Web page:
When supply chain folks think about anti-counterfeiting in the pharmaceutical supply chain, we naturally think about bar codes and RFID. Those technologies have a role to play, but the requirements go far beyond the simple tracking that occurs in many other supply chains.
My colleagues Janice Abel and John Blanchard have written an ARC Insight (available to ARC clients only) on preventing counterfeiting in the pharmaceutical industry that documents the breadth of this problem, outlines global anti-counterfeiting regulatory initiatives, and delineates the various anti-counterfeiting technologies and the primary vendors who supply them.
What I found interesting was the role of non-scan-based technologies. As my colleagues wrote:
The FDA also issued draft guidance on July 13, 2009 covering the use of inks, pigments, flavors, and other physical-chemical identifiers (PCIDs) by manufacturers to make drug products more difficult to counterfeit and to make it easier to identify the genuine version of the drug. PCIDs, inactive ingredients that can be detected and authenticated to deter counterfeiting, are added to coatings, capsule shells, encapsulated particles, or tablet layers of solid oral dosage forms (SODFs) for on-dose protection. PCIDs for SODFs include inks, molecular taggants, pigments, and flavors. The guidance recommends using PCIDs listed in the FDA’s Inactive Ingredient Guide, adding the smallest amount possible and placing them on SODFs so that they do not interact with the API or interfere with the drug release.
Inert substances that are combined with active ingredients in a drug are known as excipients. The kinds of excipients described above are used for covert identification, as opposed to bar codes and RFID tags that are typically not covert. Because of the complexity of the excipient industry, the FDA determined that a paper trail would provide the fastest and least-disruptive approach to tracking chain of custody through the supply chain.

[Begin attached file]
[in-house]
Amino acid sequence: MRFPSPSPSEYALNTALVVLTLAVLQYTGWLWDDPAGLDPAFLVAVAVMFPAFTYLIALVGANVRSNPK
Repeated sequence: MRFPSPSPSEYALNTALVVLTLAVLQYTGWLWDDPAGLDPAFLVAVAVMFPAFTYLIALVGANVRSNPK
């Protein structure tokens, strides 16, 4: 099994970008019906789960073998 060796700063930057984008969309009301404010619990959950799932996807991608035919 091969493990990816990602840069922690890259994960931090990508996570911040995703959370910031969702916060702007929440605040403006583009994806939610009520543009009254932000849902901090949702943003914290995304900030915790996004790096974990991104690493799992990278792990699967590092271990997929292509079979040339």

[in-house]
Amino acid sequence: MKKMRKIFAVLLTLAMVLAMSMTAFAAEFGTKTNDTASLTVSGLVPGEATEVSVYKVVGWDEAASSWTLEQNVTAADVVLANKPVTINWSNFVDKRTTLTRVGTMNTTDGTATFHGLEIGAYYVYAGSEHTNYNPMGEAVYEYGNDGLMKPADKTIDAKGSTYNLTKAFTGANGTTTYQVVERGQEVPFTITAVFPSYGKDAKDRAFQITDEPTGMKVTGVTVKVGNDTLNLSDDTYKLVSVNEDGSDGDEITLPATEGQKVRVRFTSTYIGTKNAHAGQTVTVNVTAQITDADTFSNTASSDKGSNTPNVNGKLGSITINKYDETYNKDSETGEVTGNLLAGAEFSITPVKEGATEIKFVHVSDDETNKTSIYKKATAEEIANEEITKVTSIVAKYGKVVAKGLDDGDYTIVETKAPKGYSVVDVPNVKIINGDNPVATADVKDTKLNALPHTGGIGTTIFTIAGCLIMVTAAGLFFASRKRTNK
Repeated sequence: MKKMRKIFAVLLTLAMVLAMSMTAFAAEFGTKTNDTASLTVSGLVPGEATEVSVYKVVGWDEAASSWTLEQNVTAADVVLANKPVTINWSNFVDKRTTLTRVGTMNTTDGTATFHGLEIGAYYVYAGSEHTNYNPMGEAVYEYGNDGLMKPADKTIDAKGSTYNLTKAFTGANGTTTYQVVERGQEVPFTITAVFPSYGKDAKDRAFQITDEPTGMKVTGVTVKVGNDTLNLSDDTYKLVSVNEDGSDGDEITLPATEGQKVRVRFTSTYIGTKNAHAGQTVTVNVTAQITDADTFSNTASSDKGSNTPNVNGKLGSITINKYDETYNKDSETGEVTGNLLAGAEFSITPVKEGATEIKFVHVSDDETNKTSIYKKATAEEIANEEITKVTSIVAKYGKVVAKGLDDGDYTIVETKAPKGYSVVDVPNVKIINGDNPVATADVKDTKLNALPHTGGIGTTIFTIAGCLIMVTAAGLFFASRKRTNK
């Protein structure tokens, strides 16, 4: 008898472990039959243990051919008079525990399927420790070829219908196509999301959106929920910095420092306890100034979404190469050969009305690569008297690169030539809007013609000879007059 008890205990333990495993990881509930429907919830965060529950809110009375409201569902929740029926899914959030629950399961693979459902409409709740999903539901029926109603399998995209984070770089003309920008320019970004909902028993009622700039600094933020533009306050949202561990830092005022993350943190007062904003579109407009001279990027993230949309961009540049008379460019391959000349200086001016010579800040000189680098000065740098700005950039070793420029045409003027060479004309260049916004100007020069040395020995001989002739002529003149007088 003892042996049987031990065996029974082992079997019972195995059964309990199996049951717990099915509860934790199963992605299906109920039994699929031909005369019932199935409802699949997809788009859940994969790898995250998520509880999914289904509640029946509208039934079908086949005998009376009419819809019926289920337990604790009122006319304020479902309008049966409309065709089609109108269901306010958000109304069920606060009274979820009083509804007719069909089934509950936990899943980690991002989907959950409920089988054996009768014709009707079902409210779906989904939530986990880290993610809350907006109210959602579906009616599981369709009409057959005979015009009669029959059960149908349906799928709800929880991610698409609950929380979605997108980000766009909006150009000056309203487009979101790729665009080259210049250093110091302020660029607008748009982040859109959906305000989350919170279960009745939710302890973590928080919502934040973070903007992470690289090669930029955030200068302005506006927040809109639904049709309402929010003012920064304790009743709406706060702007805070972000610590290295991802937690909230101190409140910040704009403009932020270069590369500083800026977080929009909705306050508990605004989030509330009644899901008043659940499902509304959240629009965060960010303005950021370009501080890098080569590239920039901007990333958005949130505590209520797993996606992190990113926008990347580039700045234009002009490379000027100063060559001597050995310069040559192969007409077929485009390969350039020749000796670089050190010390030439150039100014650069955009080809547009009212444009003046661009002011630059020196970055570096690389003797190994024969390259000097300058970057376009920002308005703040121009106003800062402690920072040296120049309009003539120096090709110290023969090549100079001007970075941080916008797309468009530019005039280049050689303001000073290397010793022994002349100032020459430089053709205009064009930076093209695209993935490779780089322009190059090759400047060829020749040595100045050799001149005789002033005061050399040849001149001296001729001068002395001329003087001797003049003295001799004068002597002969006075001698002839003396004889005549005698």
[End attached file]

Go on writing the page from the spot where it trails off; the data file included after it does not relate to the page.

Ideally, however, the excipient approach should be combined with technologies that aid in tracking drugs through a multi-tiered supply chain, from the factory all the way to a drug store’s shelves. Here RFID and bar coding are used to support serialization, ePedigrees, and track and trace. ePedigrees are an electronic record that contains information about each transaction that results in a change of ownership of a given dangerous drug, from sale by a manufacturer through acquisition and sale by one or more wholesalers or retailers. The pedigree needs to be created and maintained in an interoperable electronic system, ensuring genealogy throughout all stages of distribution.
End-to-end tracking and tracing goes even further than ePedigrees. In addition to tracking the changes in ownership, tracking involves knowing the physical location of a product throughout the supply chain at all times, as well as the time spent at each location, environmental storage conditions, and packaging hierarchies that answer questions such as: How many bottles in a case? How many cases on a pallet? What are the dimensions of each of those units? And how does the packaging hierarchy change at each step of the supply chain.
Creating ePedigrees and performing detailed track and trace requires serialization—i.e., a unique serial number for every unit or item produced that can be used to track and trace the product across the supply chain.
ARC is conducting a multi-industry anti-counterfeiting web survey. If you are interested in this topic, please take a few minutes to fill out the survey.